In a recent study posted to the medRxiv* pre-print server, researchers used statistical and mathematical models to explore the progressive transmissibilities of B.1.177, Alpha, and Delta variants of severe acute respiratory syndrome coronavirus 2 (SARS-CoV-2) circulating in England between September 2020 and July 2021. They modeled the coronavirus disease 2019 (COVID-19) epidemic during this period to project the epidemic trajectories in the first half of 2021 in England.
Several past studies have used statistical or mathematical modeling to understand available SARS-CoV-2 data and forecast different pandemic scenarios, but these two have rarely been used in conjunction.
About the study
In the present study, researchers used both these tools to simulate the spread of different SARS-CoV-2 variants in England between September 2020 and July 2021, evaluate their relative transmissibility, and model the impact of delaying Step 4 of the roadmap in the presence of the Delta variant and with continual vaccination.
Step 4 on the reopening roadmap, which would have fully relaxed the social distancing measures back to normal, was planned for June 21, 2021, in England. The Delta variant began spreading in England from the middle of April 2021, increasing the COVID-19 daily cases from 1,734 to 9,371 and daily hospitalizations from 114 to 242 ahead of the planned date for Step 4 reopening: between May 23, 2021, and June 17, 2021. Subsequently, the UK government was concerned over the safety of relaxing restrictions. This study, performed in June 2021, helped policymakers decide whether Step 4 on the roadmap should proceed as planned or postponed.
The researchers used statistical analysis of genomic surveillance data of SARS-CoV-2 and illustrated the application of the calibrated Covasim model across different COVID-19 epidemic scenarios to quantify the impact of the vaccination strategy and the Delta variant on planning cases, hospitalizations, and deaths due to COVID-19 alongside the four steps of the roadmap in England in the first half of 2021.
This study used the existing Covasim model at the median of 100 simulations. Covasim, a stochastic model, also introduced uncertainty in predicted outcomes; thus, researchers could project epidemic trajectories only four weeks into the future.
Both statistical and mathematical modeling results confirmed that emerging SARS-CoV-2 variants were progressively more transmissible. While the transmissibility of the B.1.177 strain was 20% more than the previously predominant variant, the transmissibility of the Alpha variant was 50-80% more than B.1.177 strain. The Delta variant was the most transmissible with 65-90% more transmissibility than the Alpha variant, so it replaced the Alpha variant in England in May 2021.
Although the statistical estimations of relative advantage in the transmissibility of Alpha over B.1.177 and of Delta over Alpha was spatially heterogeneous, the results were consistent with the values determined by Covasim, and with previous estimates of the transmissibility of Alpha relative to previously circulating variants by Davies et al. and Volz et al. Similarly, the study results showing the transmissibility of the Delta variant vs. previous prevalent variants were close to the reported range of 69% to 83% by Sonabend et al. Overall, the study results were in agreement with other modeling results further confirming that Step 4 of the roadmap for relaxing restrictions should be delayed amid the emergence of the highly transmissible Delta variant.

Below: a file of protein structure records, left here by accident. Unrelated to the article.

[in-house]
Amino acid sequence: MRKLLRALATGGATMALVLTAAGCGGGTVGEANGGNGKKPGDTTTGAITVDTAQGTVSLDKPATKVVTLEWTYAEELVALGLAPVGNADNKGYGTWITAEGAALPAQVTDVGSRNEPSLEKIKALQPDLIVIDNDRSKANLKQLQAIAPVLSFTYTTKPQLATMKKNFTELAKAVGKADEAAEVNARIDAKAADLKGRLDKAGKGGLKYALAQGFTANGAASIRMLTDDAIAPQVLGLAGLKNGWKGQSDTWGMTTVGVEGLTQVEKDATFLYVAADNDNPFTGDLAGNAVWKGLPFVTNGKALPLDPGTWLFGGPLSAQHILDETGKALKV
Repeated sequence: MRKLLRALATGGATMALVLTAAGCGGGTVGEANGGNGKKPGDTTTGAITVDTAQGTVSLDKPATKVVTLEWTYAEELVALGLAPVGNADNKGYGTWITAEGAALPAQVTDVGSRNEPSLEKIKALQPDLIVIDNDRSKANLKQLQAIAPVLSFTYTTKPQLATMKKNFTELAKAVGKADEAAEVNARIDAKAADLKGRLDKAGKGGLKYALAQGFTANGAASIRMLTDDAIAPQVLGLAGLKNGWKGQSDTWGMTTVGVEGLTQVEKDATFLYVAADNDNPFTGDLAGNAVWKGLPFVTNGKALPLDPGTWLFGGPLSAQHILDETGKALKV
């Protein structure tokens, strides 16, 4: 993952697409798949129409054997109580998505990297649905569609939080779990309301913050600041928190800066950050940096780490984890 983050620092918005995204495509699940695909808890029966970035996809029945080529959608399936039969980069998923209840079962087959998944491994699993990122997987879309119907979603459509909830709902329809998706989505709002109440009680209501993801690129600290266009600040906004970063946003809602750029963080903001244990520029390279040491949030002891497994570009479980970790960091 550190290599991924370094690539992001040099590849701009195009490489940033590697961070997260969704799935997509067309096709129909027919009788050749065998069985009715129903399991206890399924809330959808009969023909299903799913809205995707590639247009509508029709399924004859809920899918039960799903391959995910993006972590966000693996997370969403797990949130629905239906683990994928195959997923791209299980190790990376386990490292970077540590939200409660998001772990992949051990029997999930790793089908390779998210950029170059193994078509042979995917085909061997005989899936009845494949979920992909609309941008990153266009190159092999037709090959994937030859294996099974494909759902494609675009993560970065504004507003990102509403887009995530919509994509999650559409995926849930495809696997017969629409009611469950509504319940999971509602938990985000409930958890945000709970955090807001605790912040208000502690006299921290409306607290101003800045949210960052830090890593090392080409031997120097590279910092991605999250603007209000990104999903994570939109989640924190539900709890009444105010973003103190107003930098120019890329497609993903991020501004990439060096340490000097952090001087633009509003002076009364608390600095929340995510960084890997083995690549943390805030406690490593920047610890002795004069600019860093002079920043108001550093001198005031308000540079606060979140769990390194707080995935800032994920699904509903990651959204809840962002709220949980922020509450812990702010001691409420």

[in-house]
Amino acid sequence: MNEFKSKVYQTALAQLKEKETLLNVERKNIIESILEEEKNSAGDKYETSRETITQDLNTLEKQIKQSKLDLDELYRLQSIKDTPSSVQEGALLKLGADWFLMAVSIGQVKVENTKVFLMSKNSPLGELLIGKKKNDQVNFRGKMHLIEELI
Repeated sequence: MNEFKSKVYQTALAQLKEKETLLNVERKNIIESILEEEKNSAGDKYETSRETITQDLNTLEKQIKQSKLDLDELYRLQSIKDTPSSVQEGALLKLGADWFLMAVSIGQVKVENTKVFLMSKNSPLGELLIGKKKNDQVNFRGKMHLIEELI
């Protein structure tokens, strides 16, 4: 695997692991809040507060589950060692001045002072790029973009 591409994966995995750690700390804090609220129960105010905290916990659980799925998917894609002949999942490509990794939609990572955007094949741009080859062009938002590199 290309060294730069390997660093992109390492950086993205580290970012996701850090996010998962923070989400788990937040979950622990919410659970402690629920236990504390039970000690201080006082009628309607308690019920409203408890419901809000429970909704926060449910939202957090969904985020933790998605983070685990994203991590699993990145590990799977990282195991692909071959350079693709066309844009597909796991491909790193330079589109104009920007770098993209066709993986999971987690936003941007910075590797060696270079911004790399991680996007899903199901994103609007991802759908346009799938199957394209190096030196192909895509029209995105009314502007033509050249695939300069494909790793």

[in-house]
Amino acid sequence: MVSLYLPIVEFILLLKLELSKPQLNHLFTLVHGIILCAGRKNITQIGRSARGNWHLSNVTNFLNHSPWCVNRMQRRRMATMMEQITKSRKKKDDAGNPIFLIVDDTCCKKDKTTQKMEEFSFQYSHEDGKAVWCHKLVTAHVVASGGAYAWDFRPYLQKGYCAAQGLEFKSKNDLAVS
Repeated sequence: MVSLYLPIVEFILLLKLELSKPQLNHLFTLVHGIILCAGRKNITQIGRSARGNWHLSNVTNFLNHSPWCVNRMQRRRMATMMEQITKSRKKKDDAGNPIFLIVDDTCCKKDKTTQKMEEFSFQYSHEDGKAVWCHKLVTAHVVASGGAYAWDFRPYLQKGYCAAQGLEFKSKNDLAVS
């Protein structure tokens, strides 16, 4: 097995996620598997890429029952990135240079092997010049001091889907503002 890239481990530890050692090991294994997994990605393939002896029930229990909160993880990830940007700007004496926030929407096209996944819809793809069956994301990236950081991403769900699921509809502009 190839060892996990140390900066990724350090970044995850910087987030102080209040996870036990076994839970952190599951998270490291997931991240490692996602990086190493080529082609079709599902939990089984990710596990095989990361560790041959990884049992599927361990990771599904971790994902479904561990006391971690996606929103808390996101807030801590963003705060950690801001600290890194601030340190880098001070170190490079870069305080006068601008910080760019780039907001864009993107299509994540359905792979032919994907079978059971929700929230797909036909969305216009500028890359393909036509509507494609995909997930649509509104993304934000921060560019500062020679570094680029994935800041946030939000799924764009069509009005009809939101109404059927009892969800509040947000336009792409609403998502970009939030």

While the third national lockdown in early 2021 in England successfully suppressed the spread of the Alpha variant, the study results projected a fatal third wave of COVID-19 infections following Step 4 of the roadmap in the absence of vaccination due to the uncontrolled spread of the Delta variant. The study analysis suggested a one-month delay of Step 4 of England’s COVID-19 roadmap out of lockdown was adequate to substantially reduce the resurgence in COVID-19 infections, hospitalizations, and deaths amid the emergence of a highly infectious Delta variant in late spring 2021. Also, the simulations of June 2021 showed that the delay drastically dampened the projected resurgence due to Delta, which was further suppressed due to the effect of the vaccination program that began in December 2020.
The study is among the pioneering works modeling the sequential competition of more than two SARS-CoV-2 variants over different periods and quantifying progressive transmissibility using statistical analysis and agent-based model, Covasim. Since the analysis used both statistical and mathematical modeling for estimations, this provided a robustness check within the same study besides generating results aligned with previous studies.
The study findings provided critical insights into competitive behavior and the relative transmissibility of SARS-CoV-2 variants, which could be used for planning responses to future emerging variants and exploring co-infections with different strains of SARS-CoV-2 and influenza virus.
This analysis illustrated the crucial role of appropriate timing of easing lockdown-induced restrictions and its impact in preventing large surges in COVID-19 infections in the English epidemic. Other countries could also benefit by taking cues from such lockdown exit strategies.
Most importantly, the study results, combined with findings of other modeling studies, were used to scientifically advise the UK Government to delay Step 4 reopening until July 19 to avert adverse outcomes due to the spread of the Delta variant.
medRxiv publishes preliminary scientific reports that are not peer-reviewed and, therefore, should not be regarded as conclusive, guide clinical practice/health-related behavior, or treated as established information.